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Sterling Strengthens on Back of BoE’s Hawkish Comments

The pound has risen to a month high, after Mark Carney hinted at a possible rate rise in August

Emma Simon 29 June, 2017 | 12:47AM

The pound continued to rally today, after expectations grew that interest rates in the UK could be increased in August. 

This rally saw sterling breach the “psychologically important barrier” of $1.30, as dollar sentiment slipped.

This appreciation in value followed comments made yesterday by Mark Carney, governor of the Bank of England, that continued UK growth would eventually lead to higher interest rates.

Speaking at a European Central Bank (ECB) forum in Sintra, Portugal, Carney said there were signs that the UK’s long period of weak business investment may be coming to an end. His words immediately caused the pound to jump to a three-week high against the dollar.

Carney added: “Some removal of monetary stimulus is likely to become necessary if the trade-off facing the monetary policy committee continues to lessen and the policy decision accordingly becomes more conventional.”

Could MPC Raise Interest Rates In August?

Speculations has been swirling about the likelihood of an interest rate rise, following recent – and sometimes contradictory – statements from the BoE’s monetary policy committee (MPC).

This month, three members of the MPC voted to raise interest rates. While one of these ‘hawks’  is leaving this committee week, the he is being replaced by BoE economist Andy Haldane, who has signalled his support for an interest rate rise this year - despite previously being seen as 'wuite dovish' and happy for rates to remain low. 

Currently the Base Rate is 0.25% - following a quarter point reduction in August last year. Prior to this the Base Rate has stood at a historic low level of 0.5% since March 2009.

Carney’s latest comments seem to soften the position he took last week when he said “now is not yet the time” to raise rates. 

David Lamb, head of dealing at FEXCO Corporate Payments said: “The hawkish crumbs are turning into a consensus. First Andy Haldane, now Mark Carney. Two of the Bank of England’s most influential grandees have dropped increasingly heavy hints that an interest rate rise is coming.

“To be fair neither has undergone a Damascene conversion. Their hawkish talk is still packed with finely-balanced caveats so beloved of central bankers.”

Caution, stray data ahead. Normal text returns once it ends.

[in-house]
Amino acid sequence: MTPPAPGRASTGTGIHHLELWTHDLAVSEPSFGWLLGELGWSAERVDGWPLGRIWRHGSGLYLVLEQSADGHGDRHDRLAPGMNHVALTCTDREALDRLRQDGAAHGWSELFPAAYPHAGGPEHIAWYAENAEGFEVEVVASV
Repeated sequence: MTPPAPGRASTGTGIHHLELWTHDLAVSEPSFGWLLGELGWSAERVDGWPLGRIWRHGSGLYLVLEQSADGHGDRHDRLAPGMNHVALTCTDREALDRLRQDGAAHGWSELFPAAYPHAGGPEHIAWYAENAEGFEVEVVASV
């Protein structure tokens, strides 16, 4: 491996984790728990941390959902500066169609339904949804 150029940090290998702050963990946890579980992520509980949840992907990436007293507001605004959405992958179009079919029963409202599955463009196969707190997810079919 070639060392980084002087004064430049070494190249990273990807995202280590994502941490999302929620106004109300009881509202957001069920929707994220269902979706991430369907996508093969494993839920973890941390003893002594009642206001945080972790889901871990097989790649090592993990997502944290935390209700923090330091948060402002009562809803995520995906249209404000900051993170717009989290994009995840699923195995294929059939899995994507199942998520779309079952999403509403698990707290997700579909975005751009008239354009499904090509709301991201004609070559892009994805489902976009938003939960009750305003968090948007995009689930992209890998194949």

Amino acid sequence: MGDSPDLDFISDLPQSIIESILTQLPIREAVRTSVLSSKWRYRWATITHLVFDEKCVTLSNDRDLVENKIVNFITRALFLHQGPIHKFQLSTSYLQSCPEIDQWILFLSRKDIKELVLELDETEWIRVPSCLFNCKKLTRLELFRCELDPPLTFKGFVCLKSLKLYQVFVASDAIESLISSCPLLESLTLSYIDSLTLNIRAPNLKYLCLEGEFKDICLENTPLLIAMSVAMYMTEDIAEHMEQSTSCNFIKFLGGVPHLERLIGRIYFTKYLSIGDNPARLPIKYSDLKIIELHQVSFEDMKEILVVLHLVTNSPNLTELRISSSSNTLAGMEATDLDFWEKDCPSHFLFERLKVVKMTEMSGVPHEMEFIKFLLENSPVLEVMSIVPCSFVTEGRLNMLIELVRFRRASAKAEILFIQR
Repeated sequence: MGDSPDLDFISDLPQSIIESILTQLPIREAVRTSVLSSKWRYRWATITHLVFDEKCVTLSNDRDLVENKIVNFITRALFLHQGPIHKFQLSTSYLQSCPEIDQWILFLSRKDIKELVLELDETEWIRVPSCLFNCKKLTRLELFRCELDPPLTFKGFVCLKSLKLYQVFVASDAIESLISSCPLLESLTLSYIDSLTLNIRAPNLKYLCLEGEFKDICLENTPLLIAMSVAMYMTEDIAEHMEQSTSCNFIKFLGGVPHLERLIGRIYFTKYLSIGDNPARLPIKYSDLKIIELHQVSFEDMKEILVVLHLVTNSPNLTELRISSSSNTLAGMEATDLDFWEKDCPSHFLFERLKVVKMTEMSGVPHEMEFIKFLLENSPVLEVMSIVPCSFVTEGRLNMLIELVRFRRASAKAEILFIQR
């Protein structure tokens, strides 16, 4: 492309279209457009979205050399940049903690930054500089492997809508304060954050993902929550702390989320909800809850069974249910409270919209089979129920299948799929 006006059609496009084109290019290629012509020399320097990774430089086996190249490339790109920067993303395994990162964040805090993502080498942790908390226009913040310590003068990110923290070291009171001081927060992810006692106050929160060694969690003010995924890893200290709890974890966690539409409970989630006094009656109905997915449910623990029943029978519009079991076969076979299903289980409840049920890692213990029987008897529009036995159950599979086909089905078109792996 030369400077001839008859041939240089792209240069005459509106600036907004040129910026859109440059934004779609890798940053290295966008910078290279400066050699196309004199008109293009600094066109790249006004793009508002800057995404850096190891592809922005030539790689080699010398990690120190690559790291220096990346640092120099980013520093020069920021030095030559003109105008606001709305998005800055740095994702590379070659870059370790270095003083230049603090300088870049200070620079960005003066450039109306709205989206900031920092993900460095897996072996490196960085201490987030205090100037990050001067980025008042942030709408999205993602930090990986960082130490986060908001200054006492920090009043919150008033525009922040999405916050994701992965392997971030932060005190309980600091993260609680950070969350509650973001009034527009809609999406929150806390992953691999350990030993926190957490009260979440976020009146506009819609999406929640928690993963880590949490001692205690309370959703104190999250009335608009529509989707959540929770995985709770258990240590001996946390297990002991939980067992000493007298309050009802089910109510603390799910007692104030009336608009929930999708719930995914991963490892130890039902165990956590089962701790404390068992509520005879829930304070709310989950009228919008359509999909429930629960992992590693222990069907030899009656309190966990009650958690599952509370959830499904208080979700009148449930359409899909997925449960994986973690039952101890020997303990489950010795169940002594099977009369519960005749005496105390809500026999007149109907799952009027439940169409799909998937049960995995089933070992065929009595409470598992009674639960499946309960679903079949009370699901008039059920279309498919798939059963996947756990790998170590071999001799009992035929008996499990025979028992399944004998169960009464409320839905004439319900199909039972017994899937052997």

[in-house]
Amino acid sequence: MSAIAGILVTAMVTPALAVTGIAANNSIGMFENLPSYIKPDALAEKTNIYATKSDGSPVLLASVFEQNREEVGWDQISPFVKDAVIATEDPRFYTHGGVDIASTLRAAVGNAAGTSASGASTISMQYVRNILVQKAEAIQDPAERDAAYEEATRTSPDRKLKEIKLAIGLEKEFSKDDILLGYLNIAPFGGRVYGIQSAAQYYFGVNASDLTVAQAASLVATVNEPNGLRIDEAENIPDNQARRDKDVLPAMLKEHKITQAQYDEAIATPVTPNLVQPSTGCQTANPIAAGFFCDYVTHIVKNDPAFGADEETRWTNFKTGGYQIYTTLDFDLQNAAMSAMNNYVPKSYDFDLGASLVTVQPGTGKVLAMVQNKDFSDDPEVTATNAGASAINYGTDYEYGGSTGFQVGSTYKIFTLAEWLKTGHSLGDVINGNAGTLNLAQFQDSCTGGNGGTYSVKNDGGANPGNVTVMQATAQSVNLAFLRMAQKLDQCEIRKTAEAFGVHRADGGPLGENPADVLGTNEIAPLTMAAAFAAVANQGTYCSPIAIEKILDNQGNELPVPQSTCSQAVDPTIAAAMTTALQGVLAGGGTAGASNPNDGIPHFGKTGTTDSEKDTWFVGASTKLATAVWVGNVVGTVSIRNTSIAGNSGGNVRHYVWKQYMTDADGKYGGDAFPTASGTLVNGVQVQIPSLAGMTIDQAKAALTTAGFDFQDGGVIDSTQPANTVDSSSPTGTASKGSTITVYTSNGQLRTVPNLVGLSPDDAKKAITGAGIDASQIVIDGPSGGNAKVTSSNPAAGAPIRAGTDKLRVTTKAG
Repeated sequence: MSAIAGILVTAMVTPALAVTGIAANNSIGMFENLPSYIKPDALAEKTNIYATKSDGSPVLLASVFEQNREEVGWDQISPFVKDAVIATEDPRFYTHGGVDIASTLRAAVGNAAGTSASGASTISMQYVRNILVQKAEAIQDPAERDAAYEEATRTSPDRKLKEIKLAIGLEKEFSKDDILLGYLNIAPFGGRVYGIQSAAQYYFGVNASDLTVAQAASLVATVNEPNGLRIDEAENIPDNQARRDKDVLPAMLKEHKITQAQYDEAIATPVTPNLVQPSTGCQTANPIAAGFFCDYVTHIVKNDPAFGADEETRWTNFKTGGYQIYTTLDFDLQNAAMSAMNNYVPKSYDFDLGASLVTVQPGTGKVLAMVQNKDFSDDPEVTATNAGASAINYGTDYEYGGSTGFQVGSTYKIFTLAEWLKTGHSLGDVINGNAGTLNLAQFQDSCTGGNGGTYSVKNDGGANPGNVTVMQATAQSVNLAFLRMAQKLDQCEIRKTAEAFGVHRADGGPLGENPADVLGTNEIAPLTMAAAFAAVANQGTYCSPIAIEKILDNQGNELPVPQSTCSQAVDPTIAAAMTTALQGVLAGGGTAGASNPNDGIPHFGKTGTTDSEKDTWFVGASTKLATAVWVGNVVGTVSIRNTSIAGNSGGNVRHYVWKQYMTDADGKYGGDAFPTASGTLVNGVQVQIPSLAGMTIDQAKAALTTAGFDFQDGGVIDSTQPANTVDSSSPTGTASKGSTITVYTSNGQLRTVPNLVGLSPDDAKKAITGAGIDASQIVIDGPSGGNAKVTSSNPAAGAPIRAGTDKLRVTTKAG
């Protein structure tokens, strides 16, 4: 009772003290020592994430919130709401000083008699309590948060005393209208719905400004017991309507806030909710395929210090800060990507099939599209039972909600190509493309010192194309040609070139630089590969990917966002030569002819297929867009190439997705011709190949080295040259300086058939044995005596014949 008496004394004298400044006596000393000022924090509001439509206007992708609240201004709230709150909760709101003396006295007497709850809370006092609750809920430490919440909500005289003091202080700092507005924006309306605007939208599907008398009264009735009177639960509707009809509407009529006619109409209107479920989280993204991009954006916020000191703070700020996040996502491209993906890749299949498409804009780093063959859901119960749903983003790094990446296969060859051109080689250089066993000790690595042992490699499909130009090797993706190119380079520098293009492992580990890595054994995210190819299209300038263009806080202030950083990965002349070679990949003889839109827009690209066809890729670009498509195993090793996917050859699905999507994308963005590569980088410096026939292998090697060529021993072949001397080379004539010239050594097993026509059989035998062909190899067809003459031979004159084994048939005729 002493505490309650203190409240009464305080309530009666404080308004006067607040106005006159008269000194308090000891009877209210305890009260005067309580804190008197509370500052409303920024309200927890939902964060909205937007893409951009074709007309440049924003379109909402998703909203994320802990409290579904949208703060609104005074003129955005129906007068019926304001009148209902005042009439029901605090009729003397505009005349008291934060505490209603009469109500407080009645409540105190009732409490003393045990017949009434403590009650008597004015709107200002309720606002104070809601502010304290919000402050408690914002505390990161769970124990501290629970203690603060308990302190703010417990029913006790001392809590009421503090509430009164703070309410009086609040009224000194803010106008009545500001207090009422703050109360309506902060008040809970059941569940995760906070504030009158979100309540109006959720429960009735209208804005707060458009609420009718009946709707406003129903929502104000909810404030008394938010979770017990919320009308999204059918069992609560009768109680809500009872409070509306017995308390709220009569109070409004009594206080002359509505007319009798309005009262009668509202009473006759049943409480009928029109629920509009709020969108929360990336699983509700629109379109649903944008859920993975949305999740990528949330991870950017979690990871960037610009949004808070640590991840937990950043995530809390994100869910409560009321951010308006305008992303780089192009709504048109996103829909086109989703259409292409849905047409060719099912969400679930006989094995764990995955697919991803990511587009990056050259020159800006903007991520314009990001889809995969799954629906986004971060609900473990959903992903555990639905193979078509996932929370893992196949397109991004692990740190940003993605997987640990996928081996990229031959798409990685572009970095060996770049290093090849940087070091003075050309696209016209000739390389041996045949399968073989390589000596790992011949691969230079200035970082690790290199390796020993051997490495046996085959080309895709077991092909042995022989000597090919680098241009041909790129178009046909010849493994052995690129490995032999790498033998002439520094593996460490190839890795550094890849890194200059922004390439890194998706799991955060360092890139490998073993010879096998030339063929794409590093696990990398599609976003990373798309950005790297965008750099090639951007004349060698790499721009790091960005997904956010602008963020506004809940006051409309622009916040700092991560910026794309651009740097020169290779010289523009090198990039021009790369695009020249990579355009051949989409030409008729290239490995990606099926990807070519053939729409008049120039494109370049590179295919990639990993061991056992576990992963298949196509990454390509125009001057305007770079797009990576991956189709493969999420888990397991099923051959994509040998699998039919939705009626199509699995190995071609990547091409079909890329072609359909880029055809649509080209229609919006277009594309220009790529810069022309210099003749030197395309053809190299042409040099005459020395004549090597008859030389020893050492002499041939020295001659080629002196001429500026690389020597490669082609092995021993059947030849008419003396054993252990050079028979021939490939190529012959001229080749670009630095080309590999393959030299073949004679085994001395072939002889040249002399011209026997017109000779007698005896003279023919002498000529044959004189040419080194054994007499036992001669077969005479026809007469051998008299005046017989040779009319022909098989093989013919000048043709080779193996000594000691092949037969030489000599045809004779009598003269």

James Knightley, an economist at ING said Carney’s comment didn’t suggest a rate rise was a “done deal” but has certainly created expectation and increased speculation ahead of the MPC’s August meeting.

Lamb added: “After nearly a decade of rock-bottom interest rates, Britain’s progress towards a hike remains glacial – slow but seemingly inevitable.”

However Michael Baxter, economics commentator at The Share Centre said he didn’t think an interest rate rise was likely in August – when the MPC next meets. But he said a rate rise before the end of the year “was a distinct possibility”.

He added: “While UK rates may well rise soon, and then against soon after, they are unlikely to rise to anywhere near the levels they were at before 2008 for a very long time, if ever.” 

Bond Sales Fall on Fears of ECB Unwinding Bond-Buying Programme

There have been significant movements in currency, bond and stock markets in recent months, as market analysts try to interpret the sometimes Delphic statements made by those running central banks – both here and overseas.

This week European bond sales plummeted, then rose strongly the day later – following a speech by Mario Draghi – the president of the European Central Bank (ECB) – which was later ‘clarified’.

His initial statements were taken as a sign that the ECB may be considering reversing its current stance on quantitative easing – and could prelude some tapering of its Euro 2.3 trilling bond-buying programme. This caused heavy selling of eurozone bonds.

However, this position reversed a day later when vice president of the ECB, Vitor Costancio suggested that the market had misinterpreted Draghi’s statement, and this did not signal any reversal from the more dovish statement made at the June 8 meeting. ECB officials maintained that the labour slack in the eurozone remained a concern, according to Bloomberg News.

As well as shifting currency and bond markets, Carney’s comments have also buoyed the share price of many leading UK banks – which are seen as one of the main beneficiaries from a rate rise.

HSBC (HSBA) led the rises on the FTSE100 in early trading – with its share price rising by 3.5%. Miners also performed well in early trading.  

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Securities Mentioned in Article
Security NamePriceChange (%)Morningstar
Rating
HSBC Holdings PLC745.50 GBX-0.41
About Author Emma Simon

Emma Simon  is a financial journalist, specialising in investment and consumer issues, writing for Morningstar.co.uk